Nordheim was a great admirer of playwright Henrik Ibsen and devoted time to study his life and literary output. Nordheim composed music for Den Nationale Scene’s performance of Peer Gynt. On a number of occasions, Nordheim held talks titled “Thre composers' approaches to Peer gynt” which featured a highlight where Edvard Grieg’s music for Aase’s Death was sampled and spliced with Nordheim’s own composition. Naturally, both composers had elected to compose their scores for this scene in b minor.
To commemorate Nordheim’s 70th birthday in 2001, a celebratory concert was held, featuring the Oslo Philharmonic Orchestra. The Norwegian ministry of culture and church affairs would also celebrate the composer, and established the Arne Nordheim Composer’s Prize which is bestowed on an annual basis to a composer of Norwegian residence.
In later years, Nordheim suffered from dementia, and expired early on Saturday 5 June 2010, following a prolonged bout of illness. The state funeral was held at the Oslo Cathedral on 16th of June.
3457 Arnenordheim, a minor planet circling the sun in the main asteroid belt between the planets Mars and Jupiter was named for the composer after its discovery in 1985.
Mark-Anthony Turnage CBE is an English composer of classical music.
Raymond Murray Schafer, is a Canadian composer, writer, music educator and environmentalist perhaps best known for his World Soundscape Project, concern for acoustic ecology, and his book The Tuning of the World (1977). He was notably the first recipient of the Jules Léger Prize in 1978.
Brian Cherney is a Canadian composer currently residing in Montreal, Quebec.
Official Website: KnutNystedt.com
Myroslav Skoryk is a Ukrainian composer and teacher. His music is contemporary in style and contains stylistic traits from Ukrainian folk traditions.
Egil Hovland was a Norwegian composer.
Grex Vocalis is a Norwegian chamber choir, formed in 1971 by Carl Høgset, who remains its conductor. The repertoire spans from the renaissance to music by contemporary composers. The choir has been awarded the Norwegian Spellemannprisen prize for three of its thirteen albums and has won first prizes in national and international contests. In 1999 Grex Vocalis was awarded Il Gran Premio Città di Arezzo as the overall best choir in that year's contest. Grex Vocalis is primarily an a cappella choir, comprising ca. 35 singers, but performs on occasion also with soloists and orchestras. They have toured extensively in Europe, and also given a series of concerts in Japan and Cuba.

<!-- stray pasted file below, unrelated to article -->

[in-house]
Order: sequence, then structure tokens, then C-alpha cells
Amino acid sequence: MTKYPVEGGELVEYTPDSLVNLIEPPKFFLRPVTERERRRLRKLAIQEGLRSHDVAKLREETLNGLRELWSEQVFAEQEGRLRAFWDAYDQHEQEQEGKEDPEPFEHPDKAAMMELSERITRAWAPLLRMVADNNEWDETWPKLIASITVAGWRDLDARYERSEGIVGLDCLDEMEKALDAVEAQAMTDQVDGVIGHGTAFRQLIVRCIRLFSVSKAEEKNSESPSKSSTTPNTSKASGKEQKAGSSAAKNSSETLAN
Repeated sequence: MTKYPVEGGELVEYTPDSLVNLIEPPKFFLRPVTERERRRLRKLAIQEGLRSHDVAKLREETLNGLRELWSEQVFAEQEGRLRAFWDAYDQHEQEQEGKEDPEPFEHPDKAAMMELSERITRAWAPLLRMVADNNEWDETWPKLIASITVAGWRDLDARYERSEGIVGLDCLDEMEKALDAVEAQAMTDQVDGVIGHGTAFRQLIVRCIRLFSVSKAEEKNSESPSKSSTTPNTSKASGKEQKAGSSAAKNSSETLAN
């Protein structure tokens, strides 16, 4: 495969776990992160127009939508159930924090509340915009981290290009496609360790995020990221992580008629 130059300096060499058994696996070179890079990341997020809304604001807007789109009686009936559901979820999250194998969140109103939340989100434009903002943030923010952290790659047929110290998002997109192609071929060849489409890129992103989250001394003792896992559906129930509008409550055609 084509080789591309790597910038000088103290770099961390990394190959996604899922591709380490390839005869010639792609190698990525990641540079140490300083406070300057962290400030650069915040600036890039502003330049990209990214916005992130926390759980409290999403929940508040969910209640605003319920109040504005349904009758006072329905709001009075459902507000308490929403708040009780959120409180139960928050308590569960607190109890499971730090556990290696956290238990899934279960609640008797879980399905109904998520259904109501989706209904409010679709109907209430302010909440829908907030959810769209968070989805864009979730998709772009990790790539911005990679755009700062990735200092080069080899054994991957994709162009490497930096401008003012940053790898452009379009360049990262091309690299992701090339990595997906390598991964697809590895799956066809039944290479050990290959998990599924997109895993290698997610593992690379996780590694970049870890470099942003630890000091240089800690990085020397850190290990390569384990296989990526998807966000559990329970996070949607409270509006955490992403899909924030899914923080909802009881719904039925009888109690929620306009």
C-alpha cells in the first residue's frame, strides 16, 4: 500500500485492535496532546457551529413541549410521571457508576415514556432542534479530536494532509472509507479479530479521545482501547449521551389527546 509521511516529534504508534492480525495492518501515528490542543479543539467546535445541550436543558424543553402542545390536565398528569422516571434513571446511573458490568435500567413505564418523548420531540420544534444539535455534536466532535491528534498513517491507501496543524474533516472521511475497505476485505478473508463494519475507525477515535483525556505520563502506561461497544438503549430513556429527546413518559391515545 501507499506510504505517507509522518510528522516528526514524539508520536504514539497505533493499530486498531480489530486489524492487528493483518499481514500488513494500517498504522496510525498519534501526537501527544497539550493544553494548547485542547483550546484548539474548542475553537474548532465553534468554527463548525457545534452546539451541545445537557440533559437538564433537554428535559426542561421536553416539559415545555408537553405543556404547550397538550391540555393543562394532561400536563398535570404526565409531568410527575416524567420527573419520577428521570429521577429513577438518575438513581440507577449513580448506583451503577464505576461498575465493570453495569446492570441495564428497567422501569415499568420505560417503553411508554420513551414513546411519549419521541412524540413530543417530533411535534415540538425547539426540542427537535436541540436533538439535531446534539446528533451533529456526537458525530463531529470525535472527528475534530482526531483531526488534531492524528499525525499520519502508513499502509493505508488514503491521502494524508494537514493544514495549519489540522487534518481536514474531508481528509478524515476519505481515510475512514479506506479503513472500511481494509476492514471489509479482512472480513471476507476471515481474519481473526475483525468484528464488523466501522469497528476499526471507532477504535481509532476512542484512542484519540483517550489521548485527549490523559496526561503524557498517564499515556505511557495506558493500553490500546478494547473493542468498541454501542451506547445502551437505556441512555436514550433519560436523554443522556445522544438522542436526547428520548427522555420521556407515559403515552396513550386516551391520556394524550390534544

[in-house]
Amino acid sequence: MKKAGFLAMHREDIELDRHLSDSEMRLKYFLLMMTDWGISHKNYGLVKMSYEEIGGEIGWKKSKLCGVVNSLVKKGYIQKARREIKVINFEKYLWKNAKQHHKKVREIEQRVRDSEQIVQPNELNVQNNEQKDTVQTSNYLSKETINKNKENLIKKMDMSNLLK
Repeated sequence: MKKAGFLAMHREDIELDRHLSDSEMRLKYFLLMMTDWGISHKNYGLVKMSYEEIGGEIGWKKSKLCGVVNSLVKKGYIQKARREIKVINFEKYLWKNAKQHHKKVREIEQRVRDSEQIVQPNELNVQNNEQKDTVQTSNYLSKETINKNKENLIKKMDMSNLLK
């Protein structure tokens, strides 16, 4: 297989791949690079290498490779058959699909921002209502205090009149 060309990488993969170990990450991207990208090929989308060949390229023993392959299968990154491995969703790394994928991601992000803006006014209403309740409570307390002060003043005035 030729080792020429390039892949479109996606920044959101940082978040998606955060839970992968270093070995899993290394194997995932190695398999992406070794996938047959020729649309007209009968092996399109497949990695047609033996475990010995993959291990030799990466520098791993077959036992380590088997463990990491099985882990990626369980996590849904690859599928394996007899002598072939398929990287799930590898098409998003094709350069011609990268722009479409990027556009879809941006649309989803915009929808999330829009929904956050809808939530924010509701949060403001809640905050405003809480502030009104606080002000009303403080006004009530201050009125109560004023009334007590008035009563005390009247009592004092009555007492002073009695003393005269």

Beat Furrer is a Swiss-born Austrian composer and conductor. He has served as professor of composition at the University of Music and Performing Arts Graz since 1991. He won the Ernst von Siemens Music Prize in 2018.
"Draumkvedet" is a Norwegian visionary poem, probably dated from the late medieval age. It is one of the best known medieval ballads in Norway. The first written versions are from Lårdal and Kviteseid in Telemark in the 1840s.
David Horne is a Scottish composer, pianist, and teacher.
Antonio Gino Bibalo was an Italian-Norwegian pianist and composer of contemporary classical music, primarily operas.
Svante Henryson is a composer, cellist, bass guitarist and double bassist, active within jazz, classical music, and hard rock.
Cecilie Ore is a Norwegian composer.
Åse Hedstrøm is a Norwegian contemporary composer.
Gunnar Sønstevold was a Norwegian composer. He was born in Elverum, and married composer Maj Sønstevold in 1941. He composed orchestral works, vocal music, chamber music, and music to a number of plays, ballets and films. He headed the Music Department of the Norwegian Broadcasting Corporation/Television from 1966 to 1974. He was awarded Filmkritikerprisen in 1955, for the film Det brenner i natt!. He received the Arts Council Norway music prize in 1972, and Radioteatret's honorary prize in 1987.
Alfred Janson is a Norwegian pianist and composer. He was born in Oslo as the son of sculptor Gunnar Janson and pianist Margrethe Gleditsch, and was sister of journalist Mette Janson. He was first married to actress and singer Grynet Molvig and later to Berit Gustavsen. He made his piano debut in 1962. Among his early compositions is the piano piece November from 1962 and the orchestral Vuggesang from 1963. He composed the ballet Mot solen for the Bergen International Festival in 1969, and in 1991 he was the festival's principal composer.
Michael Matthews is a Canadian music composer from Gander, Newfoundland. He has lived in Canada since 1985.
Kåre Kolberg was a Norwegian composer, organist and music critic.
Ragnhild Berstad is a Norwegian contemporary composer.
| Recipient of the Norsk kulturråds ærespris |
Synnøve Anker Aurdal